Victoria Sponge … What’s That?

Victoria Sponge  . . . . . .

  • Perhaps something sexy to use in your shower (British company Victoria Plumb IS a plumbing company and they ‘could’ be selling this product).
  • Could it be a fruit you find only at Victoria Falls, one of the greatest attractions in Africa and the largest and most spectacular waterfalls in the world found on the Zambezi River.
  • Could it be what Victoria Secret models put in their bra’s to stay so saucy?
  • Perhaps it’s something Spice Girl Victoria Beckham (spouse of well known soccer star David Beckham) would use to clean her kitchen sink.

Well, if you don’t know what it is, don’t feel alone because I didn’t know until I had some at the Artisan Bakery and Cafe in Hexham, Northumberland, England.  This is a photo of their Victoria Sponge: Victoria Cream at Artisan Bakery Hexham This is no Ordinary cake, ladies and gentlemen, there seems to be 2 history stories about this pastry.  The first found reference was in 1491 and they were said to be small cakes served to children (minus the whipped cream, vanilla cream filling, jam and fresh fruit topping.) However: this cake became famous because of  Anna, the Duchess of Bedford (1788-1861), one of Queen Victoria’s ladies-in-waiting. You see, lunch in Victorian times was pretty skimpy so clever Anna had her servants sneak tea and snacks into her room late in the afternoon. I think we would call this a “closet eater”; however, she soon began to invite other lady friends to join her and when she returned to London in the fall, her “tea party” circle was in full swing. Queen Victoria adopted the new craze for tea parties and she and her ladies would show up in formal dress for afternoon teas.  This simple cake was one of the Queen’s favorites; and, according to historians, the cakes were named after her.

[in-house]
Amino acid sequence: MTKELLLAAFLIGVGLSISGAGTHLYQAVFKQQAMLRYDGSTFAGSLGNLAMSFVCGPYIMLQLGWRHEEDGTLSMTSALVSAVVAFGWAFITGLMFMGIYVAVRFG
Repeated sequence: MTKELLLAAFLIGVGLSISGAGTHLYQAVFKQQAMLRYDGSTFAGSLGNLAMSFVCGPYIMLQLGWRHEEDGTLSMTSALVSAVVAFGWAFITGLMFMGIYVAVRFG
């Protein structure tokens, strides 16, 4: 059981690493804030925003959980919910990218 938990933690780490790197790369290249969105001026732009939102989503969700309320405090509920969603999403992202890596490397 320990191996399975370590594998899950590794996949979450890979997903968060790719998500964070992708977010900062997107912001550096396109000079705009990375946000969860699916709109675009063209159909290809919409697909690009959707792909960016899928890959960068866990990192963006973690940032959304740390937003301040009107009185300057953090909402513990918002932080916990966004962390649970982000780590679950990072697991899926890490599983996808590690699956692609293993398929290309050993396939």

Wikipedia says:  The sponge cake is thought to be one of the first of the non-yeasted cakes, and the earliest attested sponge cake recipe in English is found in the 1615 book of English poet and author Gervase Markham, “The English Huswife, Containing the Inward and Outward Virtues Which Ought to Be in a Complete Woman”    (I must, read this book and find out what, if anything I have been missing … am I truly a “complete woman”).

And, here are some additional links to other Victoria Sponge history and information:

Cake Fit for a Queen: Victoria Sponge

http://hubpages.com/hub/Victoria-Sponge-Cake-A-classic-English-cake

Now I have come full circle from my first taste, through the history, to baking my first Victoria Sponge.

Voila! Absolutely delicious; oh, so simple to make and so beautiful to behold.

 Victoria YummmmSponge cake with raspberry or strawberry jam and whipped cream; or, vanilla cream filling between the layers and, then topped with sweetened whipped cream.  Top of the cake is slathered with freshly whipped cream, a hint of vanilla and a bit of sugar for sweetness, then garnished with fresh fruit.

My first Victoria Sponge
My first Victoria Sponge

Just to be certain it was as good as it looked, I asked my British friend Fiona to do a taste test.  Here is the result.

Going, going ….

Going, going ....And, goneUmmmmmm

However, I did not want a biased opinion from Fiona, although I value her honesty; so, I asked Paula and Luis (HelpXers at the B&B,  from Madrid) to try it.  The piece I cut and gave to Luis was gone before I could get Paula’s cut and on the table.  So, I guess it’s pretty good.

Here is the basic recipe I used if you would like to try a Victoria Sponge – easy, only 3 ingredients.

http://www.food.com/recipe/three-ingredient-italian-sponge-cake-39404

Yummmm it up!

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